Alexander von Zemlinsky's (1871 - 1942) Lyric Symphony and Alban Berg's (1885 - 1935) Lyric Suite are related yet highly different 20th Century masterworks dating from the 1920s. This budget-priced Naxos CD offers the opportunity to get to know the symphony and Berg's own arrangement for string orchestra of a portion of his suite performed by the Houston Symphony Orchestra conducted by Hans Graf.
Zemlinsky found an early champion in Brahms and he later became a teacher of Schoenberg. He fell in love with Alma Schindler who rejected him in favor of Gustav Mahler. His music has received growing attention in recent years, and the Lyric Symphony (1923) remains his best-known work. The symphony generally looks backwards in that it is in a late romantic idiom with many resemblances to Mahler's song cycles and to Schoenberg's early work, Gurrelieder. It has a perfumed, art nouveau oriental quality. The work is scored for baritone, soprano and large orchestra. It consists of seven movements setting love poems of Rabindranath Tagore in German translation. The symphony tells of the search for love, momentary ecstasy, and loss. The man and woman sing the poems alternately, but never sing together. The orchestral writing varies from large-scale, featuring percussion, cymbals, and brass, to sections with a chamber-music intimacy.
After an extended, dramatic orchestral introduction, the baritone opens with a long, declamatory song, "I am restless" about his loneliness and need for love. The soprano responds with a seductive, scherzo-like song in which she confesses to her mother her sexual desire for a young prince. In the third and fourth songs, the man and woman respectively sing of love. But in the fifth song, the man again evidences restlessness and the desire to be free from commitment. The soprano voices resignation to loss in the sixth song. In the final song of the symphony, the man departs in sadness, with the song followed by a lengthy, wandering postlude. Baritone Roman Trekel and Soprano Twyla Robinson give emotional performances of this over-wrought romantic music.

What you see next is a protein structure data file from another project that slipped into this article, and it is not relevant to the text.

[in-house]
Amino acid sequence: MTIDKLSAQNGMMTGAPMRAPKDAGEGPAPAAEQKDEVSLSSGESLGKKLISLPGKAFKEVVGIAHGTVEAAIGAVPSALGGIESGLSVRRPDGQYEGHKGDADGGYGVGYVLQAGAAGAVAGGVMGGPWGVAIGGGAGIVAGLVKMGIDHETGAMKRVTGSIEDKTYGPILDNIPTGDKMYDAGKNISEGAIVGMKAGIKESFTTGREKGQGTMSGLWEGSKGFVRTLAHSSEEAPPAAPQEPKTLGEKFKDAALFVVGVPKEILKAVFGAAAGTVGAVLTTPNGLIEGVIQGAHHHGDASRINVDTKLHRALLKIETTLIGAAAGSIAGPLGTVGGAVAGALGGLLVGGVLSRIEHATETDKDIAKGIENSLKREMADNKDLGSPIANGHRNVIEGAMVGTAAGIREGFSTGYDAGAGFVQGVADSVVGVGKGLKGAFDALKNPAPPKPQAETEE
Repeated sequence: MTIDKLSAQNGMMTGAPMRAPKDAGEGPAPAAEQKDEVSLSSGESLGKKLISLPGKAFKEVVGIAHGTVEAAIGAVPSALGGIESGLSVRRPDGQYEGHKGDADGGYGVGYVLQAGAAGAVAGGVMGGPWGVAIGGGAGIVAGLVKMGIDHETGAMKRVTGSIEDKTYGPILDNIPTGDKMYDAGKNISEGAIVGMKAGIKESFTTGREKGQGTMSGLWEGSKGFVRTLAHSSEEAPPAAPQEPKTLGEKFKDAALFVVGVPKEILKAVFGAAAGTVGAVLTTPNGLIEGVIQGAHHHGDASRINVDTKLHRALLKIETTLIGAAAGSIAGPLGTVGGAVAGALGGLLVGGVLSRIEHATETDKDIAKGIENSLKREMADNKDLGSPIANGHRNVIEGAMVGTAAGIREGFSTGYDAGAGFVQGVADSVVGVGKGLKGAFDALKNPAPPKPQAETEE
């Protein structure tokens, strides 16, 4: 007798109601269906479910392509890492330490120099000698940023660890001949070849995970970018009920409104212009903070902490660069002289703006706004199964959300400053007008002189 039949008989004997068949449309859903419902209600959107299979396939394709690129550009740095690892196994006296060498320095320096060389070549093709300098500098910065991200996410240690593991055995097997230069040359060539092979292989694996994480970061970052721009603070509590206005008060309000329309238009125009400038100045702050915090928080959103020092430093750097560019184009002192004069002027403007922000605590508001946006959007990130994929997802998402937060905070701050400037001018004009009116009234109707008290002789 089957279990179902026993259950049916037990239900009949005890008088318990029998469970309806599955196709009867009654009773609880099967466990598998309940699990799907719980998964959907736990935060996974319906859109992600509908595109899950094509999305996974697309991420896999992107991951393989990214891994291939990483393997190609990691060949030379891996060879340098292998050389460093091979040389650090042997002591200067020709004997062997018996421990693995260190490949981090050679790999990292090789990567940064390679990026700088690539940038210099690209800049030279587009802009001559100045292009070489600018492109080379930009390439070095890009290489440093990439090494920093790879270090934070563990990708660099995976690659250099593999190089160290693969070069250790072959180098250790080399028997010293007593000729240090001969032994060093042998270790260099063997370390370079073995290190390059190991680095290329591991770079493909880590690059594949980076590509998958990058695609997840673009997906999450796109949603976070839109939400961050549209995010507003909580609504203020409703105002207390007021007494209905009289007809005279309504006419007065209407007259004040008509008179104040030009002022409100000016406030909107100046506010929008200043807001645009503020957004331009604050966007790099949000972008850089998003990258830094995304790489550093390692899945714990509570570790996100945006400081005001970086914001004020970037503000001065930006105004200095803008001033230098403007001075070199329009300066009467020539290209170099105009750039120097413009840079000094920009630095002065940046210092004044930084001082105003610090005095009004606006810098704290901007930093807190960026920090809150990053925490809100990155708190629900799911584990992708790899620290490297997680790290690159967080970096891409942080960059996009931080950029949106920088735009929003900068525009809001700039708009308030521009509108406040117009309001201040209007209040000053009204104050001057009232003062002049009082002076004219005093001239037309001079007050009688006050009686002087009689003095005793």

Berg was a student of Schoenberg and a friend of Zemlinsky's. A member of the Second Viennese School" with Schoenberg and Webern, Berg was a romantic who wrote, in a modernistic, atonal, style He wrote his six-movement Lyric Suite for string quartet in1925 and 1926 and dedicated it to Zemlinsky. Berg then arranged the second, third, and fourth movement of the string quartet for string orchestra, and the orchestral version is performed on this CD.
Zemlinsky's Lyric Symphony speaks of love searched for, found, and lost, and so does Berg's Lyric Suite. Berg wrote the work for a woman named Hanna Fuchs-Robettin, the wife of a friend. Berg was himself married at the time as well. The Lyric Suite is a personal, hermeneutic work, and many scholars have explored its symbolism in depicting Berg's relationship to Fuchs-Robettin. There is also a great deal of musical discussion about the extent to which the Suite is based upon Schoenberg's 12-tone row and about trying to identify the row on which it is based. These discussions, however, are unnecessary to feel the passion and emotive force of this great music. In its astringent, difficult idiom and in its visceral romanticism, the Lyric Suite expresses love in the language of the Twentieth Century.
Although Graf's reading of the Suite has been criticized, I came away from this performance deeply moved. The work begins (in this orchestral version) with an extensive love song with many shifts of tempo and character. The short middle movement is a whispering scherzo which surrounds a moment of great calm. The work concludes with a highly emotional declaration of love which reaches a climax in quoting the third movement of Zemlinsky's symphony set to Tagore's words "you are mine own."
I liked the Lyric Symphony but the Lyric Suite moved my heart. This CD includes scholarly program notes but does not include song texts for reasons of copyright. Listeners wanting to hear the full string quartet version of Berg's Lyric Suite may wish to explore an excellent budget-priced recording on Naxos, linked below, by the New Zealand String Quartet.
Berg: String Quartet; Lyric Suite; Wolf: Italian SerenadeRobin Friedman